Hilda Smith died at the age of 82 on 24 October 2023. Coming from a poor, working-class background, she never ceased to be amazed at where she ended up. As an undergraduate at Missouri State University, she studied to be a high school teacher, but changed her trajectory to become a university professor. After her MA in History at the University of Missouri, she went to the University of Chicago, where she received her PhD in 1975. She marveled that legal historian Charles Gray took a chance on her, a “hillbilly” (her words) from Springfield, Missouri with no credentials other than her exceptional, defiant mind.
After teaching and serving as a humanities administrator at the University of Maryland, College Park, she joined the University to Cincinnati in 1987 as Director of Women’s Studies and faculty member in the History Department, who specialized in Early Modern England and Women’s History.
When her first book, Reason’s Disciplines, came out (1983), the state of women’s history (she preferred “women’s history” over gender history) was in its infancy. And so much of it was not great – women worthies, mothers of feminism, and the horrid way women were tacked on to the male narrative. Reason’s Disciplines was different, finely researched, contextualized, and keenly argued. It analyzed the prose and poetry of fifteen English women writers, all professing rationalist, feminist perspectives well before Mary Wollstonecraft. The fact that these women were all middle or upper class, usually Anglican Tories, did ruffle Hilda a bit, but she understood that feminism did not necessarily have the same roots as socialism.
Her second book, All Men and Both Sexes: Gender, Politics, and the False Universal in England, 1640-1832 (2002) was equally profound and pathbreaking by demonstrating how the “false universal” contributed to the marginalization of women in history. Her study changed the way we understand who is included and who is excluded in the pious tropes we use to talk about political communities. Hilda showed that language like “human,” and “people,” which we assume to be inclusive, in fact excluded women, boys, and non-whites. This language was everywhere in the early modern world: parliamentary debates, prescriptive literature, political tracts, and broadsheets. If we now ask who “we” means (We the People, etc.), it is partly due to Hilda’s work.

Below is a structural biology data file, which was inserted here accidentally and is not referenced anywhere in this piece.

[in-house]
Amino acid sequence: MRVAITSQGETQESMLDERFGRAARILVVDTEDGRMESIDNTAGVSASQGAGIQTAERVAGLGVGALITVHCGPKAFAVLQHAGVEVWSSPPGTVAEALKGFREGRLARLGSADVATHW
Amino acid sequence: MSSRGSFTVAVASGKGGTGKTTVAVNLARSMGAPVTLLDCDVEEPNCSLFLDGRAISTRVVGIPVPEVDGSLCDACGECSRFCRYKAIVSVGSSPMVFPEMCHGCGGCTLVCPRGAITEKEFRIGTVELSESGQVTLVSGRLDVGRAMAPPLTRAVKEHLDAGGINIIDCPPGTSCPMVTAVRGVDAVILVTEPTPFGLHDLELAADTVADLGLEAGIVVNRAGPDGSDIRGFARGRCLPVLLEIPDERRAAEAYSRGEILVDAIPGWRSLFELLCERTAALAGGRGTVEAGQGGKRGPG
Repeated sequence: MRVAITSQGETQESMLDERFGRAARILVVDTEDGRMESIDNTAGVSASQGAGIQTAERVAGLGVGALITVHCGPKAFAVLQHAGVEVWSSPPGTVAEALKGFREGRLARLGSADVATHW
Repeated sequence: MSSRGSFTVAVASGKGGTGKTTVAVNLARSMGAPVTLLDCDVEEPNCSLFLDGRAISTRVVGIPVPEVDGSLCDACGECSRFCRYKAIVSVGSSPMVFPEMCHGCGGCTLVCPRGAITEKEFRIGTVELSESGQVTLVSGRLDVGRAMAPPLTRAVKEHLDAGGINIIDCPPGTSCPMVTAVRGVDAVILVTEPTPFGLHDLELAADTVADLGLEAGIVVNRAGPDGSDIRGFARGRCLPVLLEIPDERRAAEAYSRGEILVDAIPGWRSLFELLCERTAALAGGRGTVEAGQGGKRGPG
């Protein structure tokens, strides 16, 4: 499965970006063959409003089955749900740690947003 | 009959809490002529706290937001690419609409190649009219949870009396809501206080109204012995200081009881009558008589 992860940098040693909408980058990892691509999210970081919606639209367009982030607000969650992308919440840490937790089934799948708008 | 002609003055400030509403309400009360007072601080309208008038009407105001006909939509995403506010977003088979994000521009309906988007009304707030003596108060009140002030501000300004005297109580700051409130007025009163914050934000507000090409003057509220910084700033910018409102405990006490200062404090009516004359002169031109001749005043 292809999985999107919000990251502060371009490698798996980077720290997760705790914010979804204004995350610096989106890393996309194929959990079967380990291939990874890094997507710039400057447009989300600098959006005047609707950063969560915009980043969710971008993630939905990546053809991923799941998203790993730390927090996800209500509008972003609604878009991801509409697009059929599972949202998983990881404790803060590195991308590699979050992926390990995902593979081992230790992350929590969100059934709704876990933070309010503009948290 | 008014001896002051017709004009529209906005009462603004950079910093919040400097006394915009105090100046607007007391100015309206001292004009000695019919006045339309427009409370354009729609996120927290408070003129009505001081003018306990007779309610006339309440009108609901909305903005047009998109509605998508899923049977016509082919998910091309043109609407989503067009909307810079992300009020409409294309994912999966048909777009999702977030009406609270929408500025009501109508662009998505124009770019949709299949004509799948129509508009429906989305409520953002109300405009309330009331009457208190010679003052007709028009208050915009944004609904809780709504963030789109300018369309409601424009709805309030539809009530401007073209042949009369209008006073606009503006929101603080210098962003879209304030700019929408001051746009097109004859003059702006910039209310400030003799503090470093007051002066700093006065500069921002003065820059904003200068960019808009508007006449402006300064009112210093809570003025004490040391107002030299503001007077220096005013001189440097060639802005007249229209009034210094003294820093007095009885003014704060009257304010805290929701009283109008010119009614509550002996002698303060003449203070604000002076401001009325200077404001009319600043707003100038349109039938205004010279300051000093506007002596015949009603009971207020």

Hilda was an inspiration, a good friend, and a splendid colleague in British Studies and women's history.
With her irreverent, fearless, razor-sharp mind, Hilda upended many long-held positions in the field of Early Modern British History and Women’s Studies. She considered herself an intellectual historian, who increasingly explored the social history of ideas. She laid bare the extent to which women participated in trades that had hardly ever been associated with women. Hilda never tired of emphasizing that, just like men, women were apprentices, worked their way up, and entered a broad range of jobs – including ship builders and printers – or were master tradeswomen and business owners.
Hilda also worked to bring the political thought of early modern women to light and make them more broadly accessible by publishing an annotated bibliography and anthologies of early modern British women’s writings.
Hilda had hoped to write a biography of Margaret Cavendish, a woman who had been the recurring focus of her research, but, in the end, Hilda’s rapid decline and death prevented her from fulfilling her dream.
Hilda’s fierce advocacy for her graduate students and younger colleagues made her a beloved and strong mentor. Women were drawn to her deep commitment to feminism and benefitted from her generosity and kindness, with which she supported them in their careers.
Hilda was funny, loving, shrewd, and challenging. She spoke her mind and was a generous but also unpredictable friend. She honored none of the little polite niceties of the academic (or as she would say “bourgeois”) world. With her “hillbilly” upbringing, she was the ultimate outsider, and this is certainly the way she cast herself. She was always interested in the plight of women, but she was also sensitive to how much one's social class affects the things one does, says, and thinks.
Hilda was an inspiration, a good friend, and a splendid colleague in British Studies and women's history. We miss her, and the world is a little dimmer without her.
Melinda S. Zook